Where Do You Choose to Live? 2020-1-1 New Years Fr. Roberto
Homily for New Year’s Day – Years ABC
Mary, the Mother of God
Fr. Roberto Corral, OP
St. Dominic’s Church, Los Angeles, CA
January 1, 2020
Title: Where Do You Choose to Live?
Theme: Like Mary we are called to choose to live in the present and to live in God’s will.
Readings: Numbers 6:22-27; Galatians 4:4-7; Luke 2:16-21
If you had a choice and money were not an issue, where would you choose to live? How many of you would choose to live in the mountains? How many would choose to live near the ocean? How many would choose to live here in Eagle Rock? How many would choose to live back in the country you came from?
But the idea of choosing where we live, more than being a geographical question, is also an important question about time and about faith. For example, some people choose to live in the past. I once lived with a Dominican who simply could not get over his hurt feelings from something that happened to him, not last year, not five years ago, but in the 1950’s! I lived with him in the early 2000’s, and he was still angry and bitter about it 50 years later. Many people find it hard to overcome the betrayal, abuse, injury and emotional scars they have received in the past. We all carry pains and wounds of these kinds and some of them are very deep. But at some point we need to let go of those hurts as best we can and try to move on with our lives with God’s help and perhaps some professional counseling.
Others live in the past by regretting their own mistakes committed in years gone by and live with regret dreaming about what their life could be like “if only…” Finally, there are many people who live in the past with nostalgia for better times: when a loved one was still alive, when things were different, when they lived back in the old country, etc. It is very normal and natural to be nostalgic at times, and to miss the people, the places and the times that are now gone. But at some point, we have to face and accept the reality of our current situation and try to make the best of it.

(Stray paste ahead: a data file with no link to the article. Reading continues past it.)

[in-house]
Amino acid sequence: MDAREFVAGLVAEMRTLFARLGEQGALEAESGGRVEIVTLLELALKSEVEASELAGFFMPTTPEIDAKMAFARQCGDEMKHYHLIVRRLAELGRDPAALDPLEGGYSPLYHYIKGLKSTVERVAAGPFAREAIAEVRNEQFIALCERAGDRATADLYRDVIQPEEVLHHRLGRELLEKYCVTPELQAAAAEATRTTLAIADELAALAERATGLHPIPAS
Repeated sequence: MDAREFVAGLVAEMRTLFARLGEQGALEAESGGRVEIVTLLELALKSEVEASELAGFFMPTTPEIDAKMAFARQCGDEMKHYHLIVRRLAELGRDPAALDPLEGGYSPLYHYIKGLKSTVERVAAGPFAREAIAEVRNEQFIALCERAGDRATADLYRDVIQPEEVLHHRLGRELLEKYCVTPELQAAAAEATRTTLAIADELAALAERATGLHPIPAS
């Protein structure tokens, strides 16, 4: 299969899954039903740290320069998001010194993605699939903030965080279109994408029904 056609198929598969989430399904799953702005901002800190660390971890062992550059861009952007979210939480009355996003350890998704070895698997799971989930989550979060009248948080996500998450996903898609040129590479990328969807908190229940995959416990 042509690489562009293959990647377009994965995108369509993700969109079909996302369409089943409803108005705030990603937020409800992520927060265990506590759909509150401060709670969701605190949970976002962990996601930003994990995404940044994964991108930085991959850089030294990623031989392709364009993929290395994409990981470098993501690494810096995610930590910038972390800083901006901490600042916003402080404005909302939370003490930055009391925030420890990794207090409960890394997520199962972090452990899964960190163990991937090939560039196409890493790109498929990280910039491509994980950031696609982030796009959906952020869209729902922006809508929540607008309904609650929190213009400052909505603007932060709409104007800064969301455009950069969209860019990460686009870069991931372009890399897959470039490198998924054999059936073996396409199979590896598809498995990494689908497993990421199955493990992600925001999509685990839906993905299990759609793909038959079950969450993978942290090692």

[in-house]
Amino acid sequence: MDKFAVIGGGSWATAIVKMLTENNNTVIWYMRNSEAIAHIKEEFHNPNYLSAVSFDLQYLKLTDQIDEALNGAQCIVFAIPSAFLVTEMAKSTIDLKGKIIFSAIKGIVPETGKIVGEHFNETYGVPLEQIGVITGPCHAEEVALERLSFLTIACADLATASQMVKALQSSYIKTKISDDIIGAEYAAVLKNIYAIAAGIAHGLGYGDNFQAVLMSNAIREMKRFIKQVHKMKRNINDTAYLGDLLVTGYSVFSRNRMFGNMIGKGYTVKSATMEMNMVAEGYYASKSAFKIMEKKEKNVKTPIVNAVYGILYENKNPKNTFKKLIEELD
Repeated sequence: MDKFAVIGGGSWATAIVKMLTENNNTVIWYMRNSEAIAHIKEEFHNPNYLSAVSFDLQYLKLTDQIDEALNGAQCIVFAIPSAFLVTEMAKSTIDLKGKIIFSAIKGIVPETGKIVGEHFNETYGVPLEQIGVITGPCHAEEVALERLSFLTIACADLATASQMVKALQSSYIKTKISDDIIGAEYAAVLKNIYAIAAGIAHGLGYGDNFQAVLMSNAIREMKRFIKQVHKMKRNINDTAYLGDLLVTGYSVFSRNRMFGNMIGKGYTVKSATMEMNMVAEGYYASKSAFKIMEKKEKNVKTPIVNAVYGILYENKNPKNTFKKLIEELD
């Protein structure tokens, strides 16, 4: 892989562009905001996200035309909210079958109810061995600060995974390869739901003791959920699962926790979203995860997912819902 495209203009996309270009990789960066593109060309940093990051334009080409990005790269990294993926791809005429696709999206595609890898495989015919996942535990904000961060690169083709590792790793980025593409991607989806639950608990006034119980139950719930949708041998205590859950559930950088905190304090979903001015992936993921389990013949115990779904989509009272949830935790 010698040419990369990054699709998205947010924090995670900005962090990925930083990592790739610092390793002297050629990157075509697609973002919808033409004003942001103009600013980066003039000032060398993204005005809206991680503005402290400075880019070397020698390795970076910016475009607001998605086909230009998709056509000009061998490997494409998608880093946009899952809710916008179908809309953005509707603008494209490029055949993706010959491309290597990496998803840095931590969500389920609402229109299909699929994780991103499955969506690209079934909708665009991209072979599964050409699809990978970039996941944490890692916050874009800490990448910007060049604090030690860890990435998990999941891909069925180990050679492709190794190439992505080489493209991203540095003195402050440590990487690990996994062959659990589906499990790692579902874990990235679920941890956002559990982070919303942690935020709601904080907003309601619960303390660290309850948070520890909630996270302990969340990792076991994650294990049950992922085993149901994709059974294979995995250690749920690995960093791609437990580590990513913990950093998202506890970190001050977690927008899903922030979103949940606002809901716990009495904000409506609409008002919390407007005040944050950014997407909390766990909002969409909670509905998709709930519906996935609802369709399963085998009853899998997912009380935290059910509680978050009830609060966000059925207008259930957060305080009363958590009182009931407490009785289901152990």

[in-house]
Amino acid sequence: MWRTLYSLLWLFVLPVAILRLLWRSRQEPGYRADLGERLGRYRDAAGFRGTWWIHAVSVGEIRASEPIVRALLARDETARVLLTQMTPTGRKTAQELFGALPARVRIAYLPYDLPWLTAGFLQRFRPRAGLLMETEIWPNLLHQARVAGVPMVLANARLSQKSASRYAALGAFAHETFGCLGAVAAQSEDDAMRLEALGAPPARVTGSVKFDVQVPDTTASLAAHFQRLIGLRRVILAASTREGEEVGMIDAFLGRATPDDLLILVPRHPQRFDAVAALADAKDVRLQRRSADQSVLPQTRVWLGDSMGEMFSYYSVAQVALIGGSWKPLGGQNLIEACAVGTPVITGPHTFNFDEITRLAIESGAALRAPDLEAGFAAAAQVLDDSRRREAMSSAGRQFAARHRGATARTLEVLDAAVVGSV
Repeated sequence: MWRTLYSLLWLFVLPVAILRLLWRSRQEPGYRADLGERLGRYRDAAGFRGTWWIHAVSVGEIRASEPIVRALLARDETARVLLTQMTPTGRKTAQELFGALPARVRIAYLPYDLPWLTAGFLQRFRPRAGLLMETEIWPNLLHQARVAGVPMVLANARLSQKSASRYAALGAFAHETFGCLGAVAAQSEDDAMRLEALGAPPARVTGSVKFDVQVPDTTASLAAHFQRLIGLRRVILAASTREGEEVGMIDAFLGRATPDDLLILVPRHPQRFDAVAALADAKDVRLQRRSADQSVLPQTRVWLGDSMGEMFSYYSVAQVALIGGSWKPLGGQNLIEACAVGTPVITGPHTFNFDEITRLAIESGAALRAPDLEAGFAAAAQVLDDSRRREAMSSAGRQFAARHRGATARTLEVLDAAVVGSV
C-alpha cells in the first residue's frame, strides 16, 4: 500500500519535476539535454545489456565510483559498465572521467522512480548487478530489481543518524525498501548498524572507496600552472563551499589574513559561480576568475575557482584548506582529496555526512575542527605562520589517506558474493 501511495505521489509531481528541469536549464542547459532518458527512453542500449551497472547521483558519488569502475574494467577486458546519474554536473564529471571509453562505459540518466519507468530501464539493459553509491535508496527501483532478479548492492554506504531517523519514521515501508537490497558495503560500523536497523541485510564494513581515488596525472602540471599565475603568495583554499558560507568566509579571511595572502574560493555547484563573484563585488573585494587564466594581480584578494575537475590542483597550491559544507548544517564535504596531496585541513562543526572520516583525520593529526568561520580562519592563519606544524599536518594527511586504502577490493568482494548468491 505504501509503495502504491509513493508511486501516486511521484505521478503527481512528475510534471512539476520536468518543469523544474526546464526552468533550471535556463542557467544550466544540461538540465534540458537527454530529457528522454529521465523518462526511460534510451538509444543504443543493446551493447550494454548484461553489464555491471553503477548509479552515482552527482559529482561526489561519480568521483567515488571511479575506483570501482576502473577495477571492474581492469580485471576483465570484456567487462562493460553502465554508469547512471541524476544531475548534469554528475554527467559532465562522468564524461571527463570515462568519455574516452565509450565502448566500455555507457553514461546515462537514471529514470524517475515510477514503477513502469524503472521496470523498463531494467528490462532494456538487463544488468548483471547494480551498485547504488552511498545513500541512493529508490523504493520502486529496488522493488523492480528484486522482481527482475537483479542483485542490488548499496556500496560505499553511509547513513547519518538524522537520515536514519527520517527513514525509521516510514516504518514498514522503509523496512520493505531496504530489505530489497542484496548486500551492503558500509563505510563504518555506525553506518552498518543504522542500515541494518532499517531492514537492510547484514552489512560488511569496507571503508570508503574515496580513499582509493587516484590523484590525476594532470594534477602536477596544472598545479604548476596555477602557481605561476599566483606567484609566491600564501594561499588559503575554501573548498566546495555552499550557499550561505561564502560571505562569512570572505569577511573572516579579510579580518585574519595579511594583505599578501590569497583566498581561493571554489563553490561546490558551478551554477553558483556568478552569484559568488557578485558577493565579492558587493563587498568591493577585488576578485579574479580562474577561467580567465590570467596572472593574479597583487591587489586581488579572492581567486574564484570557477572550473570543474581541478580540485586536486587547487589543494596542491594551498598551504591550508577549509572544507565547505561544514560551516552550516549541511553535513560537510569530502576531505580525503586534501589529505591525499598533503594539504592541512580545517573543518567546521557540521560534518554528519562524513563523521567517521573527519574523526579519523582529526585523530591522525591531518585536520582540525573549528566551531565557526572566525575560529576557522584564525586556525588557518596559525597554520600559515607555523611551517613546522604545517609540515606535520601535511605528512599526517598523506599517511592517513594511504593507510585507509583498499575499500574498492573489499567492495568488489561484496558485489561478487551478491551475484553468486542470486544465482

Conversely, others of us choose to live in the future. So many people can get caught up in fear and anxiety over things that might happen, whether in the world or in their personal lives. They might be fearful and anxious about war, climate change, a possible terrorist attack or about their own finances, health or family issues or some other situation they might be dreading. Now, once again, we all have uncertainties or situations we might be worried about. And we really should be concerned about and do what we can to address global issues that impact us and others. However, if we choose to live in the future by continually worrying about all the things that could possibly go wrong, we will never find the peace that God wants us to have.
So, today, New Year’s Day, the Church gives us this solemnity of Mary, the Mother of God. Mary is presented to us as a model to follow. She too could have chosen to live in the past – regretting the loss of the quiet, more normal life in Nazareth she could have had before she said yes to being the mother of Jesus. Or she could have chosen to live in the future – fretting about all the challenges of raising the messiah and worrying about what else God would ask of her. Instead, we find Mary simply opening herself up to God, choosing to live not in the past or in the future but in the present, and, most importantly, choosing to live in God’s will.
As we celebrate New Year’s Day today, it is a very good and even a holy thing to look back at 2019 and reflect upon this past year, and then look forward at 2020 and think about what lies ahead, and I encourage all of us to do this. But, as we do so, let us look at the past – at 2019 and further back if we wish – and try to see God’s loving presence in our lives in the good and in the bad. Let us pray for healing from the wounds of the past and for the grace to let them go. Let us pray for the ability to learn from our own mistakes and to move forward in our lives. And let us look to the future, at 2020 and beyond, with confidence, faith and hope knowing that God will be with us through all the ups and downs as he has been with us in the past.
My brothers and sisters, our God is the God of all time: past, present and future. Our God is a faithful God, a God of love. He has never abandoned us and will never abandon us; he will always give us what we need to get through the difficulties that will come our way. God calls us to choose, like Mary, to live in the present moment, to take each day as it comes, and most importantly, to choose to live in God’s will.
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